I hear this phrase from so many coaching clients, friends, and family. It’s a familiar refrain with innumerable variations:
“I’d love to do something I’m excited about but I’m stuck in this job because…”,
“My team keeps trying to solve the same problem, over and over again - we are stuck in a rut.”,
I really want to lose weight for good but I’m just stuck in this cycle of losing and gaining the same 10 pounds.”
“Why does the same thing keep happening to me? I feel like I’m stuck in this pattern.”
Do any of these phrases resonate with you? Why are so many of us staying in situations that are not productive and no longer serve us? In Daryl Conner's book, Managing at the Speed of Change, he talks about a change management concept known as the Burning Platform (read more about the origin of the phrase and a more complete description of the concept here). The concept refers to jumping from the burning platform of an oil-rig into the frigid North Sea and alludes to the fact that we seldom initiate a change unless the pain of staying “stuck” (the burning platform) becomes greater than the pain of the change (the freezing ocean).
Think about the changes you have made in your life, whether those changes were relatively minor or frighteningly major. What was your burning platform? In other words, what did it take for you to leap from the burning oil-rig platform of discomfort, frustration, or unhappiness into the risk of the cold sea of change?
What would have made that leap a little less scary? A few powerful techniques can help you the next time you are in the midst of the sea of change.
5 Powerful Ways to get Unstuck
1. Change your frame
When you are considering making a change, it can sometimes feel like you
2. Be curious
Instead of focusing on how painful the upcoming change will be for you or those around you, find your inner Curious George. Approaching change with curiosity allows you to explore the possibilities with an open mind. Rather than thinking, "this change is going to be so stressful", be curious about what might happen if you made the change.
3. Reflect on Past Successes
Think about the last time you successfully made a change similar to the one you are currently facing. What did you do? What did you learn from that situation that you could apply to your current situation? What is it about you that made you successful last time? Could that characteristic be relevant to this change?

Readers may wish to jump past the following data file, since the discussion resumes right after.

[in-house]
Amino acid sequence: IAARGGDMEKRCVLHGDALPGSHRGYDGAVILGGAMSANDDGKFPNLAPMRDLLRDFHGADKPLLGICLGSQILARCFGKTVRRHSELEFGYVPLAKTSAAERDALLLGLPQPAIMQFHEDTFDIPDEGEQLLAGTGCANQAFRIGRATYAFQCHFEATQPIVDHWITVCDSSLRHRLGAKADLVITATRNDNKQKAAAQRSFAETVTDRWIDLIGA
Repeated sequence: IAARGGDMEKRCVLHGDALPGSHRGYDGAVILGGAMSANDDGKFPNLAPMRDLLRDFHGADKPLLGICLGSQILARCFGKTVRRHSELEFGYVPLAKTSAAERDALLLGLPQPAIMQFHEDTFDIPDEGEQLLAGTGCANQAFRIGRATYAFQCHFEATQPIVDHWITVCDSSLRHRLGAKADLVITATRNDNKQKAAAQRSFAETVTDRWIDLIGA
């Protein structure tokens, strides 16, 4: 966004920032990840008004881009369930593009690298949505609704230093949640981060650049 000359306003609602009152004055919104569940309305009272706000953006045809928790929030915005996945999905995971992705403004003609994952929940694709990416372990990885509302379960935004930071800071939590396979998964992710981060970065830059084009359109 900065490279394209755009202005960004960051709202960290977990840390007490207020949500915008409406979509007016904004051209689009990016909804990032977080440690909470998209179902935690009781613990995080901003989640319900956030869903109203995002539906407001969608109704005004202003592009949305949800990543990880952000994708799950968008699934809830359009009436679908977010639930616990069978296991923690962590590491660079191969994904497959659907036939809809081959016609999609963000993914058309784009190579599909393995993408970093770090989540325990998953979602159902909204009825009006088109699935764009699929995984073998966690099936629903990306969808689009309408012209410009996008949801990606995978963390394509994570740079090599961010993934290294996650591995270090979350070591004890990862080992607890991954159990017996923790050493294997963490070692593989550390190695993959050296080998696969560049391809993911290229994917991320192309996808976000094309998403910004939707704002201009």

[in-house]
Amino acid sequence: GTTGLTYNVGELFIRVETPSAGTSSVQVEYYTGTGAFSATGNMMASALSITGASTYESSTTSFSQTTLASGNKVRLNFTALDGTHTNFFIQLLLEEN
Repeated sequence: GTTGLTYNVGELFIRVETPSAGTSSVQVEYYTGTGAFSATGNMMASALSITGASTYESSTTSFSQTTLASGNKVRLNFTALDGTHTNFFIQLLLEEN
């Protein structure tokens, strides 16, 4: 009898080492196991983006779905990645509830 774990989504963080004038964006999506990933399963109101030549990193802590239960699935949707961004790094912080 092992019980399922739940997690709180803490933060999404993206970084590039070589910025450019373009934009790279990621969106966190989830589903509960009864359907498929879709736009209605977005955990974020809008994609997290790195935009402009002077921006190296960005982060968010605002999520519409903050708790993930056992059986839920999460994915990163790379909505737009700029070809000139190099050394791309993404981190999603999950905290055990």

Yes, you will breathe whether you intend to or not. However, when under stress, you tend to have a shallow breathing pattern - even holding your breath for short periods of time. Shallow breathing brings less oxygen to your brain and makes it more difficult to think, compounding the stress. Mindful, deep breaths bring oxygen to your brain and help you gain clarity.
5. Hire a coach
Well, you knew that was coming, right? Honestly, though, as a coach who has her own coach, I can attest to the power of having someone ask you the questions that you need to be asked, hold you accountable to what you say you'll do, support you through the change by reminding you to trust yourself, and generally being in your corner. How is a coach different than your friends and family? A coach has no agenda of her own and no need to convince you to do one thing or another. How is a trained coach different than a therapist/counselor? A coach is focused on the present and the future while a therapist helps you work on your past.
If you are stuck and deliberating on whether or not you should make a change, and what that change should be, a coach may be exactly what you need. A professional coach can offer you a sounding board, be a cheerleader, or help you to recognize the blocks that keep you from making a change. To see if I am that coach for you, contact me for a complimentary, no obligation (truly!) 30-minute conversation.